One more grace note in this story: Isn’t it cool that Jesus let the blind man participate, have a role, be a partner in his healing? “I went and washed, and now I can see!” (v. 11). All his life, he’d been the object: of people’s pity, of their scorn, of their judgment of him and his family (“Who sinned…?”). Jesus gives him agency, makes him an actor, setting him up for a brand-new experience of life. How is Jesus empowering you today?

But Jesus found him

John 5:13-30 The man didn’t know [who had healed him and told him to pick up his mat and walk], for Jesus had disappeared into the crowd. But afterward Jesus found him in the Temple and told him, “Now you are well; so stop sinning, or something even worse may happen to you.” … So the Jewish leaders began harassing Jesus for breaking the Sabbath rules. … The Father judges no one. Instead, he has given the Son absolute authority to judge, so that everyone will honor the Son, just as they honor the Father. … Those who listen to my message and believe in God who sent me have eternal life. They will never be condemned for their sins, but they have already passed from death into life.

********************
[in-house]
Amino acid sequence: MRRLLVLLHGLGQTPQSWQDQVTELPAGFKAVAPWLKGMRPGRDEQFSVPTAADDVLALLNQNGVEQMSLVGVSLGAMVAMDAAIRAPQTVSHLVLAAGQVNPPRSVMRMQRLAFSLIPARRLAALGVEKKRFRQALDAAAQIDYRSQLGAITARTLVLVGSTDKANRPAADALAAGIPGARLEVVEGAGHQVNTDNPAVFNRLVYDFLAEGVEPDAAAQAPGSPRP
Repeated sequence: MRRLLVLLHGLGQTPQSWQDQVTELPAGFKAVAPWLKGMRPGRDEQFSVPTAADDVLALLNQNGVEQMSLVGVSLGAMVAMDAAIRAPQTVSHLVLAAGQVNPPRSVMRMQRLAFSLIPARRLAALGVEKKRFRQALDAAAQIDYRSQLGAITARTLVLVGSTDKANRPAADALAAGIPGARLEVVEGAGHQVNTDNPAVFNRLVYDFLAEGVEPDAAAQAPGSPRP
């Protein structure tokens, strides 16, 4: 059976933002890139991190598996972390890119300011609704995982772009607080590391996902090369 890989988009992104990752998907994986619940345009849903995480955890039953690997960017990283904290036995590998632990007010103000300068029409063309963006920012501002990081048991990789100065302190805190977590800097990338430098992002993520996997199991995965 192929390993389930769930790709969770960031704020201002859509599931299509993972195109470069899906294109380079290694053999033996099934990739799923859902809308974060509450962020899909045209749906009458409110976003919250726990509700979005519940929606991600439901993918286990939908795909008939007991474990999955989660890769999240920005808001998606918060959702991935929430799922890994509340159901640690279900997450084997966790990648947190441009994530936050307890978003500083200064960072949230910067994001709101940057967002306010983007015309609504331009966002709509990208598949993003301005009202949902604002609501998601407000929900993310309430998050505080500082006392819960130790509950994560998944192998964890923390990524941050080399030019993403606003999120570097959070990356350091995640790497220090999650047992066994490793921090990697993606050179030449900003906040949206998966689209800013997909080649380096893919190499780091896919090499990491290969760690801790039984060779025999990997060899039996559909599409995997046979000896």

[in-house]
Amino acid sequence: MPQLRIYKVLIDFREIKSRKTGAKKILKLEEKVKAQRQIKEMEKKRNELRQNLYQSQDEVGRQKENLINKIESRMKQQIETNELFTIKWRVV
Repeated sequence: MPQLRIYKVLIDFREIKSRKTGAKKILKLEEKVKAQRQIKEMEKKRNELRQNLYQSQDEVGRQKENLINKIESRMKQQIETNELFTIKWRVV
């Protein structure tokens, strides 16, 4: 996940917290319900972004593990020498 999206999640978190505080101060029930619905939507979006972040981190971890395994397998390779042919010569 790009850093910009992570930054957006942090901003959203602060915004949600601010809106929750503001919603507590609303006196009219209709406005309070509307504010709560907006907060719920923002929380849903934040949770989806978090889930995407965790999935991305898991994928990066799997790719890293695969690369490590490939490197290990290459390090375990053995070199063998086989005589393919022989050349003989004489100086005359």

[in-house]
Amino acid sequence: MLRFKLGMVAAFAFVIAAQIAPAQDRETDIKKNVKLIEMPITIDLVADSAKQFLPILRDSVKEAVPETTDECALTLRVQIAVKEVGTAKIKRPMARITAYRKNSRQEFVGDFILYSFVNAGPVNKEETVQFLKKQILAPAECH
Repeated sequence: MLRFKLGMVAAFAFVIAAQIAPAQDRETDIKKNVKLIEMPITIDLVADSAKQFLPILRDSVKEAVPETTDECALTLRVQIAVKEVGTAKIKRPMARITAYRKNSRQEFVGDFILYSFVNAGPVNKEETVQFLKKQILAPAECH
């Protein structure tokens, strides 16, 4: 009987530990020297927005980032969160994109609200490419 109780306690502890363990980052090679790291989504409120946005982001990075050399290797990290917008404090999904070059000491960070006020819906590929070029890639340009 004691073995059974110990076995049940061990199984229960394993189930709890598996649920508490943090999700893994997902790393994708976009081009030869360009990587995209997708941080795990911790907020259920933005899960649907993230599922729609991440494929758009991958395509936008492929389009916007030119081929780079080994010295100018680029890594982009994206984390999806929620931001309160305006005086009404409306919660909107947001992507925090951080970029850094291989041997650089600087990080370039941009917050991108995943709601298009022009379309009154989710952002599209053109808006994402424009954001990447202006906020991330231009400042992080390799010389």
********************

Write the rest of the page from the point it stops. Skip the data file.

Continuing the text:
When I was a child, it seemed the only thing my parents commended me for was my report card. For me, earning all As felt like a matter of life and death. So when I received a B in math in third grade, I was devastated. I remember so clearly sitting in my hiding place at boarding school feeling absolute despair. I was a failure. The thought of my parents’ disappointment in me felt unbearable. How could I face them? How could I live with myself?

In chapter four of his book The Good and Beautiful God, James Bryan Smith discusses the merit system so engrained in our culture and then asks the question, “What does God really want from me?”